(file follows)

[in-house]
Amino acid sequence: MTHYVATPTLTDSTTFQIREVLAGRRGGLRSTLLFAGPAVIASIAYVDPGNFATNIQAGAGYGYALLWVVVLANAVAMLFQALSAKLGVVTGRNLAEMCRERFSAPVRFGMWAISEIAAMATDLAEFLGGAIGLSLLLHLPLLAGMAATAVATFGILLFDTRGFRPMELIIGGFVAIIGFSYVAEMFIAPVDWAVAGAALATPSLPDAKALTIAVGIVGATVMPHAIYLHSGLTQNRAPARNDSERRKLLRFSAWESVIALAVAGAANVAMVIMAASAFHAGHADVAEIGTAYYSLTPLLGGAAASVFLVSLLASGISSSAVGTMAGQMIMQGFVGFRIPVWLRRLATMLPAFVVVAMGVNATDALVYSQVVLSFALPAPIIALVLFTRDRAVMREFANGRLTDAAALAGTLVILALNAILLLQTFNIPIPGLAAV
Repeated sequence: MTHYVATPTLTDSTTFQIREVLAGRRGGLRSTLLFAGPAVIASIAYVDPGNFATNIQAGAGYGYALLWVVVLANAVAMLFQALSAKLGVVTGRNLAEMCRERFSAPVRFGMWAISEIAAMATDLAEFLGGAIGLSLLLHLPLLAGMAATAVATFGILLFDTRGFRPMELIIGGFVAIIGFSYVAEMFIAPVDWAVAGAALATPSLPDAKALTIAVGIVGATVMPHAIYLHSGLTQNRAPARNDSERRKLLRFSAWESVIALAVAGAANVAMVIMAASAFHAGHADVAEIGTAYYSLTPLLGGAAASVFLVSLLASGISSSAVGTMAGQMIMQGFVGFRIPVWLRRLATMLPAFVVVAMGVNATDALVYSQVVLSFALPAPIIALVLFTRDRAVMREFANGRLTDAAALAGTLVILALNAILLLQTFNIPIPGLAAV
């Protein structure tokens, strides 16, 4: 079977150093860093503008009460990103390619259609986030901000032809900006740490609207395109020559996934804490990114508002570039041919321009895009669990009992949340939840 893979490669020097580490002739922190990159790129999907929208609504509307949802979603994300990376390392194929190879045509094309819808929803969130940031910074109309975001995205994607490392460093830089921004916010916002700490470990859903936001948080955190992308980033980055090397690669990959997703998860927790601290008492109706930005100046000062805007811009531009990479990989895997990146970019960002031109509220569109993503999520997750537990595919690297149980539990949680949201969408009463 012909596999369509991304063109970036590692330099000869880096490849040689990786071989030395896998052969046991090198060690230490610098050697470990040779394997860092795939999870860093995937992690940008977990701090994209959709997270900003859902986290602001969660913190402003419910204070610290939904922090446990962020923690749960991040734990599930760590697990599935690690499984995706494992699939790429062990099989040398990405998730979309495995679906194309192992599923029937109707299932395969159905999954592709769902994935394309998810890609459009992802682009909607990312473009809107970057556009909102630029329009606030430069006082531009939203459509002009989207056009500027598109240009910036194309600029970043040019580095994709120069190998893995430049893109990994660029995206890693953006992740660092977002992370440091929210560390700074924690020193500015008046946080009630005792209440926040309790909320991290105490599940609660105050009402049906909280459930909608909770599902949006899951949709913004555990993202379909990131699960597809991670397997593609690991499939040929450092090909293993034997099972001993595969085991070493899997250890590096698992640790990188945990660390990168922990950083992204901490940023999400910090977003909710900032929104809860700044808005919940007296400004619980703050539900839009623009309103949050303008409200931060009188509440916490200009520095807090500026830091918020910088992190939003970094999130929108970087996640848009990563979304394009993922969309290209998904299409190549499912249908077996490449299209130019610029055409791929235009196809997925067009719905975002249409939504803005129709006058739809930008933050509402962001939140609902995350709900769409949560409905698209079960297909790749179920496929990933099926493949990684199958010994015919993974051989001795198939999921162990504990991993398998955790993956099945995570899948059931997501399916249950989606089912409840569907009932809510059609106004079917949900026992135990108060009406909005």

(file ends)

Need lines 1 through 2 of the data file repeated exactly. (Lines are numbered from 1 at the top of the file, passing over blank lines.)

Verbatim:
[in-house]
Amino acid sequence: MTHYVATPTLTDSTTFQIREVLAGRRGGLRSTLLFAGPAVIASIAYVDPGNFATNIQAGAGYGYALLWVVVLANAVAMLFQALSAKLGVVTGRNLAEMCRERFSAPVRFGMWAISEIAAMATDLAEFLGGAIGLSLLLHLPLLAGMAATAVATFGILLFDTRGFRPMELIIGGFVAIIGFSYVAEMFIAPVDWAVAGAALATPSLPDAKALTIAVGIVGATVMPHAIYLHSGLTQNRAPARNDSERRKLLRFSAWESVIALAVAGAANVAMVIMAASAFHAGHADVAEIGTAYYSLTPLLGGAAASVFLVSLLASGISSSAVGTMAGQMIMQGFVGFRIPVWLRRLATMLPAFVVVAMGVNATDALVYSQVVLSFALPAPIIALVLFTRDRAVMREFANGRLTDAAALAGTLVILALNAILLLQTFNIPIPGLAAV